Last night I had the opportunity to meet Esther Madudu an amazing Ugandan midwife at the center of the African Medical and Research Foundation (AMREF)’s campaign Stand up for African Mothers in London.
Esther is an unassuming and when you speak with her, you can clearly see how much she’s committed to her work against all odds!
Speaking at AMREF’S reception in London entitled, SEXUAL AND REPRODUCTIVE HEALTH FOR AFRICAN MOTHERS, Esther run through some of the challenges she faces, she is one of two midwives serving a population of 37,0000, this is the true meaning of never being off duty!
Sometimes supplies like rubber gloves run out and she has to use plastic bags to deliver a baby, power cuts mean that if a woman goes into labour at night, the only light Esther has access to is from her mobile phone! I don’t know about you, but I could not read a book using light from my mobile phone let alone bring a human being into the world!
Then there is the condition of roads in Soroti,North Eastern Uganda!
Esther told us about the day she had to travel to a woman in labour who could not get to the Community Health Center. Because of heavy rain the previous night the roads had become impassible, but Esther had to get to this woman or there was a real chance of the woman dying in labour.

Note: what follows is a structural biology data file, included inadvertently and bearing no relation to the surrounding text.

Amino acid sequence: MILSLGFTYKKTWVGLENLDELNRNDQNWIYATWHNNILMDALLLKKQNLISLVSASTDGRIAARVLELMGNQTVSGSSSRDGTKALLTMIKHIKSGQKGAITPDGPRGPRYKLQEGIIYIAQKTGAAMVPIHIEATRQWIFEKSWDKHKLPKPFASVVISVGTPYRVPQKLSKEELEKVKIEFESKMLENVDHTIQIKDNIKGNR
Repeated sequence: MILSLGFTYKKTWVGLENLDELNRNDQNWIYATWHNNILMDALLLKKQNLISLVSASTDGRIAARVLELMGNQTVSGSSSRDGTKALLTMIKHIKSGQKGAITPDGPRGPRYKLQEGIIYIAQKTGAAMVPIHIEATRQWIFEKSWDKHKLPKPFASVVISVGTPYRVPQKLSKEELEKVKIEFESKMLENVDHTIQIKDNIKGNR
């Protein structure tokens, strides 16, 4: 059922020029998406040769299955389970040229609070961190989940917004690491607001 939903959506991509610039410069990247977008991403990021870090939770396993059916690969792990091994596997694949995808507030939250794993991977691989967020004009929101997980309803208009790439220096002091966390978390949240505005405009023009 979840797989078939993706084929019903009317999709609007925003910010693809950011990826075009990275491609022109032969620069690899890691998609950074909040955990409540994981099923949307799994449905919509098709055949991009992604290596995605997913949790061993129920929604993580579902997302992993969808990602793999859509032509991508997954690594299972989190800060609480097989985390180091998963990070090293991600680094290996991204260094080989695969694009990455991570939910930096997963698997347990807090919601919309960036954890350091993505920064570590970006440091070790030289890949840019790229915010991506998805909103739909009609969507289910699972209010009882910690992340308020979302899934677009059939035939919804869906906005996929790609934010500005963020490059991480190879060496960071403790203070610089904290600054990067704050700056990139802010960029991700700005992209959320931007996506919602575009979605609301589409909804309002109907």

Esther did not let the condition of the road put her off! She got on her bike and headed out to the woman’s home but soon found that even her bike could not get her to the woman, as the road was flooded!
Esther didn’t give up! She carried her bike on her head for part of the journey and eventually got to the woman’s home
I hope you agree with me by now that Esther is truly dedicated to her work, so much so that the good folk at AMREF have decided to nominate her for a Nobel price!
I would if anyone deserves it, Esther does. To vote for Esther please sing AMREF’s petition at http://www.amrefuk.org/petition
I caught up with Esther following her presentation as I was keen to ask her about an aspect of maternal health that has dominated the news headlines her in the UK, morning sickness. Our dear Kate is in hospital due to a severe form of morning sickness.
Is this something Esther experiences in her day-to-day work and if so how does she deal with it? You can hear Esther’s answer and the rest of our conversation in this video clip